The Mills College Institute for Civic Leadership has been awarded $320,000 in federal funding.
The grant, secured by Mills alumna Rep. Barbara Lee, will be used to further young women’s engagement in politics.
“The program focuses on women’s leadership styles, seeks to put them into context, and to erase the feelings of inadequacy women often feel when expected to lead in male-dominant roles. The empowerment to be gained from the exploration and critique of traditional power structures is immeasurable,” said ICL student Michaela Daystar.
A semester-long program, which includes three classes and an internship, is offered to Mills students and other women across the country. Fifteen women are chosen after an application process involving two essays, a writing sample and other requirements.
Funds from several sources are used to support incoming students with supplemental scholarships and are also used for stipends for incoming speakers and to hold events that bring the political community together.
The Mills Web site said, “Students examine the intellectual foundations of civic life and democracy while developing knowledge of the skills and strategies needed for civic leadership. Students learn to critically analyze social and political issues associated with their internship, and more generally the ways academic knowledge can inform the design of desirable public policies.”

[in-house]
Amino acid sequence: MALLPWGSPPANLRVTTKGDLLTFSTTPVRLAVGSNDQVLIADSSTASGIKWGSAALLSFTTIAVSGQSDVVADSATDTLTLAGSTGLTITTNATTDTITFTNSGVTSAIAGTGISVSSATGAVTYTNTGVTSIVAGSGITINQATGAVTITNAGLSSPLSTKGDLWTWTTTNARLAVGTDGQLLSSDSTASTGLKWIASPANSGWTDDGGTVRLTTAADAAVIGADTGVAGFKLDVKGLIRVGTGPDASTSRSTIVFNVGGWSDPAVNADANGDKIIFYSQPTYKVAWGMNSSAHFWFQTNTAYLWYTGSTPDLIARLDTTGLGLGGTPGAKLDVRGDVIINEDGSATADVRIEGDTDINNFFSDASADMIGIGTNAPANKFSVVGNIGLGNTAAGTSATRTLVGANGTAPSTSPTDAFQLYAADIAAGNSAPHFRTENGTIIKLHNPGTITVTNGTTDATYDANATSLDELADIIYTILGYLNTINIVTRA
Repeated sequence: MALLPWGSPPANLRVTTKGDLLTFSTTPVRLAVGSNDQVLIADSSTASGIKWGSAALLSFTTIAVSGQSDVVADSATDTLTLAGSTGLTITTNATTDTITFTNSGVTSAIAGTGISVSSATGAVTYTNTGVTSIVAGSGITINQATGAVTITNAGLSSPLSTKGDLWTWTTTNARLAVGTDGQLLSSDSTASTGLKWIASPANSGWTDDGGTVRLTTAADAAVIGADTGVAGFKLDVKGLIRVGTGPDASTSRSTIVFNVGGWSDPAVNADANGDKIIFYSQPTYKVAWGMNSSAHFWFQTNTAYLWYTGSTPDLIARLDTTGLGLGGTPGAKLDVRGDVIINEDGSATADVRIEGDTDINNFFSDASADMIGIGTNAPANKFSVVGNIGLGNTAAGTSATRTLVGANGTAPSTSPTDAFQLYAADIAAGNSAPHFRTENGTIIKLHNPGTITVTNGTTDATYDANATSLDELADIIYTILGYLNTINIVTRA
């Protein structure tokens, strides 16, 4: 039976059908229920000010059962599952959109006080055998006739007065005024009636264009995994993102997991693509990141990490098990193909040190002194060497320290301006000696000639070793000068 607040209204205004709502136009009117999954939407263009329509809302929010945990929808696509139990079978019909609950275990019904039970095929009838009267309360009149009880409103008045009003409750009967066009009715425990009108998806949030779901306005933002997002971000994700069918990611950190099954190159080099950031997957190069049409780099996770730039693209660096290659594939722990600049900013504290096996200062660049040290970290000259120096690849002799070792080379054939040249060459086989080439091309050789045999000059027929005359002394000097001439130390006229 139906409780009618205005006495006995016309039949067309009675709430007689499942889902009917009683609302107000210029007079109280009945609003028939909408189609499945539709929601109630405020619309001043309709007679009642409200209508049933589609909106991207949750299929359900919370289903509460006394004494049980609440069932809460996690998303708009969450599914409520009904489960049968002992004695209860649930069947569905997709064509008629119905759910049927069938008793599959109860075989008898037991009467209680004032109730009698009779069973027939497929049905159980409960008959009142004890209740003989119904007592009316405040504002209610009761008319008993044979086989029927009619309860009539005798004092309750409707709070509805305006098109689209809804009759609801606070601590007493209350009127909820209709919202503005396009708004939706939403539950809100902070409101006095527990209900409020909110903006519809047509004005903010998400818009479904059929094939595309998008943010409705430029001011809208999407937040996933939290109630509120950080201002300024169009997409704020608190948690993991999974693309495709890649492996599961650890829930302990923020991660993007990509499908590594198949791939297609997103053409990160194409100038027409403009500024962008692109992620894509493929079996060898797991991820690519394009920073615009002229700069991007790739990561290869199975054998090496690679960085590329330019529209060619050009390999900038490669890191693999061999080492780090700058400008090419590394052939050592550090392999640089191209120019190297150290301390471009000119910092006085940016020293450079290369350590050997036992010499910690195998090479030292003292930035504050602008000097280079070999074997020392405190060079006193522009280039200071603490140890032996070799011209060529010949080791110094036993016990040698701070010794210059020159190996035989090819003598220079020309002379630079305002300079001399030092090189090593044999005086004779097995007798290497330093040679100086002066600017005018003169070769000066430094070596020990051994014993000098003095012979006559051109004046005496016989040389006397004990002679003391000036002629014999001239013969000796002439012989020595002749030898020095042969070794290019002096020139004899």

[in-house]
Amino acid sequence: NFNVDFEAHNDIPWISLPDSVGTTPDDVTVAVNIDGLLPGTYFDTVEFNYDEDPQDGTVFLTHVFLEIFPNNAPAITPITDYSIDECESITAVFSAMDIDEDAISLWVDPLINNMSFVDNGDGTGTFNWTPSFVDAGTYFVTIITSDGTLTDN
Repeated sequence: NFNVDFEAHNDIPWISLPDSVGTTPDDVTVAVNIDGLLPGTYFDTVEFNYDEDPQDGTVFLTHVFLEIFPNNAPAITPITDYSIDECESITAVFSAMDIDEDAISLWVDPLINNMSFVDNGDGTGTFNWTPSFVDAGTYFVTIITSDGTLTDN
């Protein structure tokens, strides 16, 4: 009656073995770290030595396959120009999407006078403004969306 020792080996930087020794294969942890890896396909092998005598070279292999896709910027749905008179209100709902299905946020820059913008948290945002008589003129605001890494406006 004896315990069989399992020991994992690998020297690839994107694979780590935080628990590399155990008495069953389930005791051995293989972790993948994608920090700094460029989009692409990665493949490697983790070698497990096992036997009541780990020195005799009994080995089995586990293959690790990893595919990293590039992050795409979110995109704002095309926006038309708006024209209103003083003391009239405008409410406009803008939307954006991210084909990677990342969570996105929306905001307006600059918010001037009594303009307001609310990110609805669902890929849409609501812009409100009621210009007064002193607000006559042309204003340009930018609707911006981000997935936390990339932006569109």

One ICL student, Leah Herrera, said as a young woman activist, she feels “absolutely grateful” to be in ICL.
“We have mentors who are amazing and guide us. We have professors who challenge and nurture us. We have a mixed bag with respect to race, so we learn a lot about working in a diverse setting. We basically have it all. Moreover, we have the essential support system that so many women setting out on the activist track lack. So in a nutshell, I love ICL,” said Herrera.
According to Program and Student Life Coordinator Rachel Levine, this fall there are 12 students in the ICL program, five from Mills, three from UC Berkeley, one from Carleton College in Minnesota, one from Beloit College in Wisconsin, one from Spelman College in Atlanta, and one from Occidental College in Los Angeles.
Levine said the program is on its fifth year and has implemented changes such as holding a community dinner night with the Social Justice floor in Orchard Meadow and breaking down classes into small groups so that students can reflect on their experience in the internship and in the program.